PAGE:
Beyond the Blank Page: Generative Design and the Future of the AEC Industry

Figure 1: Urban option

For more than 40 years, computational practices in the architecture, engineering, and construction (AEC) industries have been taking a detour from their full promise. As if we lacked more than 5,000 years of historical buildings and more than 2,000 years of writing about buildings, and as if commercial practice and academic study had not produced oceans of knowledge concerning the best ways to build, popular software environments for building professionals still present every new project as a blank screen, as if none of that rich history had ever happened.

The earliest academic experiments applying computation to architecture and engineering problems date to the early 1960s, beginning a period of exciting development and speculative advancement that lasted more than a decade.

In contrast to that auspicious beginning, the first commercial software offerings for architects and engineers focused on the most mechanical aspect of practice—the production and management of construction documents. Arguably, the adoption of CAD increased the production speed of project deliverables and the succeeding advent of BIM helped increase productivity further while enhancing the coordination quality of construction documents. However, the adoption of computational technologies to support only one narrow aspect of building practice ignored an abundant and provocative body of work in favor of an increasingly elaborate translation of physical drafting to the digital medium.

There was always an alternative to this detour, the primary exploration found in the earliest papers and experiments with architectural computing: the various practices we now collectively label as "generative design." To aid in the recovery, examination, discussion, extension, and application of these practices, in 2018 I publicly defined generative design as "the automated algorithmic combination of goals and constraints to reveal solutions," attempting to avoid the shortcomings of more anemic definitions designating a single technical approach such as topological optimization or option creation as the totality of a much broader endeavor. The methodologies of generative design have the potential to fundamentally advance the AEC industry by capturing and contextually applying vital building expertise.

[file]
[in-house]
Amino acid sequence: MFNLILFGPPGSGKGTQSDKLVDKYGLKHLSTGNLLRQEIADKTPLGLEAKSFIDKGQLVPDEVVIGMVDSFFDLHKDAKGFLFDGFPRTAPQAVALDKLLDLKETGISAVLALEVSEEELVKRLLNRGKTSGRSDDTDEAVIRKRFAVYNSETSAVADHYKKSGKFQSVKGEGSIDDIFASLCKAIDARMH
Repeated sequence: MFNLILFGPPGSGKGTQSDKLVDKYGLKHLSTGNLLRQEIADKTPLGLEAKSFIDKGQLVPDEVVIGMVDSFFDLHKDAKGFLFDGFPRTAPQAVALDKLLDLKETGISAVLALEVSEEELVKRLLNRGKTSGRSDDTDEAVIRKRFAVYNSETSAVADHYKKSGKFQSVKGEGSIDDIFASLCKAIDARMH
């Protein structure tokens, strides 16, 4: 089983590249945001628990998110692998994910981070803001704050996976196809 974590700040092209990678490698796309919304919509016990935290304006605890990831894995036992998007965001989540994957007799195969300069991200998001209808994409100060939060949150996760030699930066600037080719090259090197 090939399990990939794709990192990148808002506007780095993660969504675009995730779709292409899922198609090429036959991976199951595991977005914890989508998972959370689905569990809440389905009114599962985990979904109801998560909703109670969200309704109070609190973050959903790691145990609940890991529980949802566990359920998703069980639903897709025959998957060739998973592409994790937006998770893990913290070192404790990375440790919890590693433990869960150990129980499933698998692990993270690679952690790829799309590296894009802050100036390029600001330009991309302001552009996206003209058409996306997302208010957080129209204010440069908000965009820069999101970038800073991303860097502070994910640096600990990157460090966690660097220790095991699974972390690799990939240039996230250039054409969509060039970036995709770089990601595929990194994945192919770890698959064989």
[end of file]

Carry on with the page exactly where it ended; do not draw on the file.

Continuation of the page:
Figure 2: Tower options

While the capability of generative design to deliver a practical infinity of solution variations has been its most visually compelling characteristic, the true importance of these practices is their scalable, repeatable, and distributable embodiment of building knowledge.

Popular software environments supporting AEC primarily help record and communicate building decisions arrived at by some other method. Generative design practices seek to incorporate the means of decision making directly into the design environment. Whether it is by including widely understood inhabitant needs such as minimal ceiling heights, horizontal and vertical circulation, structural integrity, emergency exiting, or environmental comfort, there remains no reason why the AEC industry must continually answer those needs limited by the consulting speed of one hour per hour, the figurative speed of light for the consulting business model.